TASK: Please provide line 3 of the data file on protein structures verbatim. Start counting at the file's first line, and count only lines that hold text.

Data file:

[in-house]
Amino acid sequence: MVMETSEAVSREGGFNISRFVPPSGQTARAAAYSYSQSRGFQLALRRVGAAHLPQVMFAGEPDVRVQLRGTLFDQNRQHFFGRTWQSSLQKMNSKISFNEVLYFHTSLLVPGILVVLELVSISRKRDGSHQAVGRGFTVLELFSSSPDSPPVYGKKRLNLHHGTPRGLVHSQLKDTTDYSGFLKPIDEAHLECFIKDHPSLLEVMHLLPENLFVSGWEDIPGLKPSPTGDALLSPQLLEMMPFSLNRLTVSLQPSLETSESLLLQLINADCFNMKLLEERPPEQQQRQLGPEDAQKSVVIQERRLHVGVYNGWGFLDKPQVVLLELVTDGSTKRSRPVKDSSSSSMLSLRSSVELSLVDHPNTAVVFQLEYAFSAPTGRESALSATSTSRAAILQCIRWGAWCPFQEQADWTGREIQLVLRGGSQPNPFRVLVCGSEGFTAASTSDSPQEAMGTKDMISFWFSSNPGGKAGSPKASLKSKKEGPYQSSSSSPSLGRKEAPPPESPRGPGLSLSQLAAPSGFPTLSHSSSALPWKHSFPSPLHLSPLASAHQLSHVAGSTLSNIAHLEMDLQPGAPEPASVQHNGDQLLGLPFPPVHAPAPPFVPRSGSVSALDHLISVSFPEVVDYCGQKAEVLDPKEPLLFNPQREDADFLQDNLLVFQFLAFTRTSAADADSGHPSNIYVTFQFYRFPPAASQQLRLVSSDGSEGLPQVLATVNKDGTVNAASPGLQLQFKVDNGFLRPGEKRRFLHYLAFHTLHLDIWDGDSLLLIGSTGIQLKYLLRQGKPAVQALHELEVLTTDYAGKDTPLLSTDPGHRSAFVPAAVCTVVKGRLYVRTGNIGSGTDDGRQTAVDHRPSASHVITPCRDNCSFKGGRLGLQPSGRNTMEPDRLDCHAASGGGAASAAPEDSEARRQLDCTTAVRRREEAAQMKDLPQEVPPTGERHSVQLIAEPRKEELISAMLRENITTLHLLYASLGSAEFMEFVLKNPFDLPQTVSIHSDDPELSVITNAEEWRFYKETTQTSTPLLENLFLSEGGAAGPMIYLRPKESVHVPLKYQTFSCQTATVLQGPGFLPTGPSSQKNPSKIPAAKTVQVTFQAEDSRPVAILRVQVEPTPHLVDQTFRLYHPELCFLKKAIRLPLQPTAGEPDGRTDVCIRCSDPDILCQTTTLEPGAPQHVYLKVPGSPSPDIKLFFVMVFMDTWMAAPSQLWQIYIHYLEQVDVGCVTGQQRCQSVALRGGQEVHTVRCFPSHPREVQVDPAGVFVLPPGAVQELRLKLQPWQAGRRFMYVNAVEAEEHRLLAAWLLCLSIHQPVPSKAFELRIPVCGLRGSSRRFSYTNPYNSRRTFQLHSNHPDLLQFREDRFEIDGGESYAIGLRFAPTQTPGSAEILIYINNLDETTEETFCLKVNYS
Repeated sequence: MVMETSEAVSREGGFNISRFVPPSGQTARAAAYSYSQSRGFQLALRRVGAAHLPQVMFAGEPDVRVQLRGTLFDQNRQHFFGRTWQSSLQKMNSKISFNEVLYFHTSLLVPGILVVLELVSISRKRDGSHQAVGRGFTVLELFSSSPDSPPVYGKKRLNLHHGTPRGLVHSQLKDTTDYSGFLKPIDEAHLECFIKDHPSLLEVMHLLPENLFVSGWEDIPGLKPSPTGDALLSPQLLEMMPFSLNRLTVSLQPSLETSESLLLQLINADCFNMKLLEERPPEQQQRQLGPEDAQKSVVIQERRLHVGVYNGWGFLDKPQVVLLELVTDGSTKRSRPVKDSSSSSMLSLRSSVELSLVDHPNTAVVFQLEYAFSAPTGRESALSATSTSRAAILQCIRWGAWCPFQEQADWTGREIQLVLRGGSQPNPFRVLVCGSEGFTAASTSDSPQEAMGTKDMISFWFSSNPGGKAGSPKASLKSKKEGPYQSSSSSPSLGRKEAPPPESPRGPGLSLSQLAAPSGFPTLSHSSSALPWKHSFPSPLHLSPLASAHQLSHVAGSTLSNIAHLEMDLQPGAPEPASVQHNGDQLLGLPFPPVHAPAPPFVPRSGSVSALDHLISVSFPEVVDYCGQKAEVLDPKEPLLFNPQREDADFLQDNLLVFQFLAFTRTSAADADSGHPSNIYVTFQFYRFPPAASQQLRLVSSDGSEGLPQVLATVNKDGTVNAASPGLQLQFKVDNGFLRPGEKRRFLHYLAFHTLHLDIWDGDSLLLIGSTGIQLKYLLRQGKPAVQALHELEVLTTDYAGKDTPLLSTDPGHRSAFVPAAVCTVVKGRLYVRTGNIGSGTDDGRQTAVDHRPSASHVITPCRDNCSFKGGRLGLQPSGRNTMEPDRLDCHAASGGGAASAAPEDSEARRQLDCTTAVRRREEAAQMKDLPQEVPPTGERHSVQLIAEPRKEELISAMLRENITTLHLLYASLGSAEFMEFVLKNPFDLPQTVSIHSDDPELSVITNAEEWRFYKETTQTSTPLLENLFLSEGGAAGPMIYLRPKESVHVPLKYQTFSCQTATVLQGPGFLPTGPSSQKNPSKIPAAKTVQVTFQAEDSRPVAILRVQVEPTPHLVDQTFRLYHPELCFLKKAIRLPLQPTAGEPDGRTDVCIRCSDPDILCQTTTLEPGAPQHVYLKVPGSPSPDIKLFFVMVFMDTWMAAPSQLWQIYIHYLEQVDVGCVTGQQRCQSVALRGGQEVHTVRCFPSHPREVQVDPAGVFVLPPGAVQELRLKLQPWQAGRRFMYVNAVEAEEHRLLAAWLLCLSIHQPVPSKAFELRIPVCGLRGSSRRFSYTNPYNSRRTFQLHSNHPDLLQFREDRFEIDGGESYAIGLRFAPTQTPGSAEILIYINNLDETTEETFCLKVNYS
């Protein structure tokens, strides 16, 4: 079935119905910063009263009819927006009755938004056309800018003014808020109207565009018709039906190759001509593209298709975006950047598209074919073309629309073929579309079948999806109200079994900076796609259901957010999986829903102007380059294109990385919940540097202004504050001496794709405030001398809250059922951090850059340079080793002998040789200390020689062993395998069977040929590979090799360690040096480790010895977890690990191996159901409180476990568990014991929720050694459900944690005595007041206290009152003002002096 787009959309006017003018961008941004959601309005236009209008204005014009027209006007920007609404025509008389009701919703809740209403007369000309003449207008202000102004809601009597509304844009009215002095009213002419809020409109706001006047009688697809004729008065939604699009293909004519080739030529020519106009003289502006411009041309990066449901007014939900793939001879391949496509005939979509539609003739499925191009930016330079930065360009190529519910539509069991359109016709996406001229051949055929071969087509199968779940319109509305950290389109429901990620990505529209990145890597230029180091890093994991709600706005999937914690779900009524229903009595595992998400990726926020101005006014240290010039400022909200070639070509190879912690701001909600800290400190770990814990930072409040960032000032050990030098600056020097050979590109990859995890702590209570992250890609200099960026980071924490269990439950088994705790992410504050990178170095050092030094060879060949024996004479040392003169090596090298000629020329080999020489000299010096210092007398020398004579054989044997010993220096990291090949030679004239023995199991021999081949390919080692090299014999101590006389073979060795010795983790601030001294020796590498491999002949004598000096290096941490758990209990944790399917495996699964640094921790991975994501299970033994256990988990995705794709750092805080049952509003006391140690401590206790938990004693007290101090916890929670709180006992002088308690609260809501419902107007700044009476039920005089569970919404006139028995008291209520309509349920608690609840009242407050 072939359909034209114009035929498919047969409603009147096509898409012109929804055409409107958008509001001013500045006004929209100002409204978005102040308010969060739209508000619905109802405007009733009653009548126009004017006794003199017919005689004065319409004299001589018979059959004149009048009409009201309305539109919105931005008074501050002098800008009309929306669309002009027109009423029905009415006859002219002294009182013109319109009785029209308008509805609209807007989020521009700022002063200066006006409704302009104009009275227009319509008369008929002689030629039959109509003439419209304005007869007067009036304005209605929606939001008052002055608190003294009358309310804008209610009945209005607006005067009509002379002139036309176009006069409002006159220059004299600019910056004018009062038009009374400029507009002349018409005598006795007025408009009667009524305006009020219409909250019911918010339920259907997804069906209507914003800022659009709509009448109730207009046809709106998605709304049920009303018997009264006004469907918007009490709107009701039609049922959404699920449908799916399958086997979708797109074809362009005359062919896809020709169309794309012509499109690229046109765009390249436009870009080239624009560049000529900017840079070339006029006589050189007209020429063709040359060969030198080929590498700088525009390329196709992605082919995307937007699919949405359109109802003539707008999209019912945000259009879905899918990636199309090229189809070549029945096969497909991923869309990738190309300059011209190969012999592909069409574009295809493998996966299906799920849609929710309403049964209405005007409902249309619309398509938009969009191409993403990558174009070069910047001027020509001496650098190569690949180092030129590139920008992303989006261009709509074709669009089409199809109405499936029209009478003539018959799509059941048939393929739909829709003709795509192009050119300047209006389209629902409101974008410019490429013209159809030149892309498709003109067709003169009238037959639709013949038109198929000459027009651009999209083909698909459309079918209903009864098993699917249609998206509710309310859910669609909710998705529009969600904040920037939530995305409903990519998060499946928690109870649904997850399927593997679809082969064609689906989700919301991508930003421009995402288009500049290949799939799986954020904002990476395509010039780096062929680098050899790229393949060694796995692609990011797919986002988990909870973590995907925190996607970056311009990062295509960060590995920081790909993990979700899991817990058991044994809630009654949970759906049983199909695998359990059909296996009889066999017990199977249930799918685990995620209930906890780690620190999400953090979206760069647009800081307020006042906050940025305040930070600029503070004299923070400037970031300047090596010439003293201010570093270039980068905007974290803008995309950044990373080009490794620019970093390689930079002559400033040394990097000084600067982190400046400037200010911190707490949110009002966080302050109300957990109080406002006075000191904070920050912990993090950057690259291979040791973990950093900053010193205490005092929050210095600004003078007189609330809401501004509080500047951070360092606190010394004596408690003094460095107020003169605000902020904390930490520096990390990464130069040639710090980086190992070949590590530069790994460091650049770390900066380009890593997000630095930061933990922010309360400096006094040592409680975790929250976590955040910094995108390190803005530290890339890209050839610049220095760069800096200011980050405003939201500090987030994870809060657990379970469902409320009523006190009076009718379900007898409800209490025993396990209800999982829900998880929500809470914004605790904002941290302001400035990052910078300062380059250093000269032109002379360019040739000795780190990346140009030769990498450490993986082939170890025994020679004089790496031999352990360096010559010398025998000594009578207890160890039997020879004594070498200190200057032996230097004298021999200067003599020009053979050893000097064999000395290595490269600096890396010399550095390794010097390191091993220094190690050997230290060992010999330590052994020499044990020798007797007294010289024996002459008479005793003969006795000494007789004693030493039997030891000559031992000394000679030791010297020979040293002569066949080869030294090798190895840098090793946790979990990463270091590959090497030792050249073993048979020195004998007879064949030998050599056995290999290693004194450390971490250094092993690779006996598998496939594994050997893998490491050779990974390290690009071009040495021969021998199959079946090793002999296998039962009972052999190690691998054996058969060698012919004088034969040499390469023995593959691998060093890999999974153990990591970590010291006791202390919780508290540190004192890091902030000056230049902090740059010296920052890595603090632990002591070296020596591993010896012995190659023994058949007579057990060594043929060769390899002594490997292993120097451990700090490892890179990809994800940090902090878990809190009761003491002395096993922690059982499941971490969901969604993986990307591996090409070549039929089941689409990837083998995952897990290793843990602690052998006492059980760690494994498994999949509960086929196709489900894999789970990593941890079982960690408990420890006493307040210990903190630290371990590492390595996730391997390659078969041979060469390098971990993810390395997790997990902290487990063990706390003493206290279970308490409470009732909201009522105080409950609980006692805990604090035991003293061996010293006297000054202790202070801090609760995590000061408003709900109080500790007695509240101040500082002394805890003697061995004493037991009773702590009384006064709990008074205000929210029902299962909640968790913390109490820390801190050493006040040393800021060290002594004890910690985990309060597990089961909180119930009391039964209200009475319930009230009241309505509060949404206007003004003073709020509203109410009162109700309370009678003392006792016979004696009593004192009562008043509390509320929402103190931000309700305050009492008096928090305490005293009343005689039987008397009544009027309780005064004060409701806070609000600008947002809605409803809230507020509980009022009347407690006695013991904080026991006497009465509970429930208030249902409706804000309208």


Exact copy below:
Repeated sequence: MVMETSEAVSREGGFNISRFVPPSGQTARAAAYSYSQSRGFQLALRRVGAAHLPQVMFAGEPDVRVQLRGTLFDQNRQHFFGRTWQSSLQKMNSKISFNEVLYFHTSLLVPGILVVLELVSISRKRDGSHQAVGRGFTVLELFSSSPDSPPVYGKKRLNLHHGTPRGLVHSQLKDTTDYSGFLKPIDEAHLECFIKDHPSLLEVMHLLPENLFVSGWEDIPGLKPSPTGDALLSPQLLEMMPFSLNRLTVSLQPSLETSESLLLQLINADCFNMKLLEERPPEQQQRQLGPEDAQKSVVIQERRLHVGVYNGWGFLDKPQVVLLELVTDGSTKRSRPVKDSSSSSMLSLRSSVELSLVDHPNTAVVFQLEYAFSAPTGRESALSATSTSRAAILQCIRWGAWCPFQEQADWTGREIQLVLRGGSQPNPFRVLVCGSEGFTAASTSDSPQEAMGTKDMISFWFSSNPGGKAGSPKASLKSKKEGPYQSSSSSPSLGRKEAPPPESPRGPGLSLSQLAAPSGFPTLSHSSSALPWKHSFPSPLHLSPLASAHQLSHVAGSTLSNIAHLEMDLQPGAPEPASVQHNGDQLLGLPFPPVHAPAPPFVPRSGSVSALDHLISVSFPEVVDYCGQKAEVLDPKEPLLFNPQREDADFLQDNLLVFQFLAFTRTSAADADSGHPSNIYVTFQFYRFPPAASQQLRLVSSDGSEGLPQVLATVNKDGTVNAASPGLQLQFKVDNGFLRPGEKRRFLHYLAFHTLHLDIWDGDSLLLIGSTGIQLKYLLRQGKPAVQALHELEVLTTDYAGKDTPLLSTDPGHRSAFVPAAVCTVVKGRLYVRTGNIGSGTDDGRQTAVDHRPSASHVITPCRDNCSFKGGRLGLQPSGRNTMEPDRLDCHAASGGGAASAAPEDSEARRQLDCTTAVRRREEAAQMKDLPQEVPPTGERHSVQLIAEPRKEELISAMLRENITTLHLLYASLGSAEFMEFVLKNPFDLPQTVSIHSDDPELSVITNAEEWRFYKETTQTSTPLLENLFLSEGGAAGPMIYLRPKESVHVPLKYQTFSCQTATVLQGPGFLPTGPSSQKNPSKIPAAKTVQVTFQAEDSRPVAILRVQVEPTPHLVDQTFRLYHPELCFLKKAIRLPLQPTAGEPDGRTDVCIRCSDPDILCQTTTLEPGAPQHVYLKVPGSPSPDIKLFFVMVFMDTWMAAPSQLWQIYIHYLEQVDVGCVTGQQRCQSVALRGGQEVHTVRCFPSHPREVQVDPAGVFVLPPGAVQELRLKLQPWQAGRRFMYVNAVEAEEHRLLAAWLLCLSIHQPVPSKAFELRIPVCGLRGSSRRFSYTNPYNSRRTFQLHSNHPDLLQFREDRFEIDGGESYAIGLRFAPTQTPGSAEILIYINNLDETTEETFCLKVNYS